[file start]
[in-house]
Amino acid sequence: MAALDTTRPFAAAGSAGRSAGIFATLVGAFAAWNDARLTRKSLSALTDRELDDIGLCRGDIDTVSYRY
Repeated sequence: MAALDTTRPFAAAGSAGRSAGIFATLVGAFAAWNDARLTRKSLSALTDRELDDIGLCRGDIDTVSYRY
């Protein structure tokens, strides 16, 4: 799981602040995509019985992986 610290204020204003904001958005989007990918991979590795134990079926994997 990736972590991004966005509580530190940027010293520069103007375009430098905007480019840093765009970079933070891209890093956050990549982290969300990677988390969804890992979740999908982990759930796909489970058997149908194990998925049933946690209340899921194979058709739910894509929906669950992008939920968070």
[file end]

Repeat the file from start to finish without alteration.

[in-house]
Amino acid sequence: MAALDTTRPFAAAGSAGRSAGIFATLVGAFAAWNDARLTRKSLSALTDRELDDIGLCRGDIDTVSYRY
Repeated sequence: MAALDTTRPFAAAGSAGRSAGIFATLVGAFAAWNDARLTRKSLSALTDRELDDIGLCRGDIDTVSYRY
């Protein structure tokens, strides 16, 4: 799981602040995509019985992986 610290204020204003904001958005989007990918991979590795134990079926994997 990736972590991004966005509580530190940027010293520069103007375009430098905007480019840093765009970079933070891209890093956050990549982290969300990677988390969804890992979740999908982990759930796909489970058997149908194990998925049933946690209340899921194979058709739910894509929906669950992008939920968070």